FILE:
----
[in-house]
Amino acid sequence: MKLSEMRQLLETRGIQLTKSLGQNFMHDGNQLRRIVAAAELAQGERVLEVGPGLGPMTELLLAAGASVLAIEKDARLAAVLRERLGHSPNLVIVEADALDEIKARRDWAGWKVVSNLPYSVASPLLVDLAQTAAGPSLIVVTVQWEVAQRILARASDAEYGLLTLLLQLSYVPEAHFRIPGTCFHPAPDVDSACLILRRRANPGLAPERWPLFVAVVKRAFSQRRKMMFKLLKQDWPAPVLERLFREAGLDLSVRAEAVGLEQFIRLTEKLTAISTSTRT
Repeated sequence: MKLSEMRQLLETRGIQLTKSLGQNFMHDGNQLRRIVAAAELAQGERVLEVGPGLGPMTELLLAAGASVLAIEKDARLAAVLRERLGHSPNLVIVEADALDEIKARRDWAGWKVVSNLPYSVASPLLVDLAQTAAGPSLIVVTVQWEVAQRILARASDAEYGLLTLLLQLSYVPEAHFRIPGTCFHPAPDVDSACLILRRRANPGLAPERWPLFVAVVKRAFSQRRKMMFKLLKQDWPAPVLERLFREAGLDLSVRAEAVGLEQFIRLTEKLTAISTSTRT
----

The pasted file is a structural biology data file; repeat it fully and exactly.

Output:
[in-house]
Amino acid sequence: MKLSEMRQLLETRGIQLTKSLGQNFMHDGNQLRRIVAAAELAQGERVLEVGPGLGPMTELLLAAGASVLAIEKDARLAAVLRERLGHSPNLVIVEADALDEIKARRDWAGWKVVSNLPYSVASPLLVDLAQTAAGPSLIVVTVQWEVAQRILARASDAEYGLLTLLLQLSYVPEAHFRIPGTCFHPAPDVDSACLILRRRANPGLAPERWPLFVAVVKRAFSQRRKMMFKLLKQDWPAPVLERLFREAGLDLSVRAEAVGLEQFIRLTEKLTAISTSTRT
Repeated sequence: MKLSEMRQLLETRGIQLTKSLGQNFMHDGNQLRRIVAAAELAQGERVLEVGPGLGPMTELLLAAGASVLAIEKDARLAAVLRERLGHSPNLVIVEADALDEIKARRDWAGWKVVSNLPYSVASPLLVDLAQTAAGPSLIVVTVQWEVAQRILARASDAEYGLLTLLLQLSYVPEAHFRIPGTCFHPAPDVDSACLILRRRANPGLAPERWPLFVAVVKRAFSQRRKMMFKLLKQDWPAPVLERLFREAGLDLSVRAEAVGLEQFIRLTEKLTAISTSTRT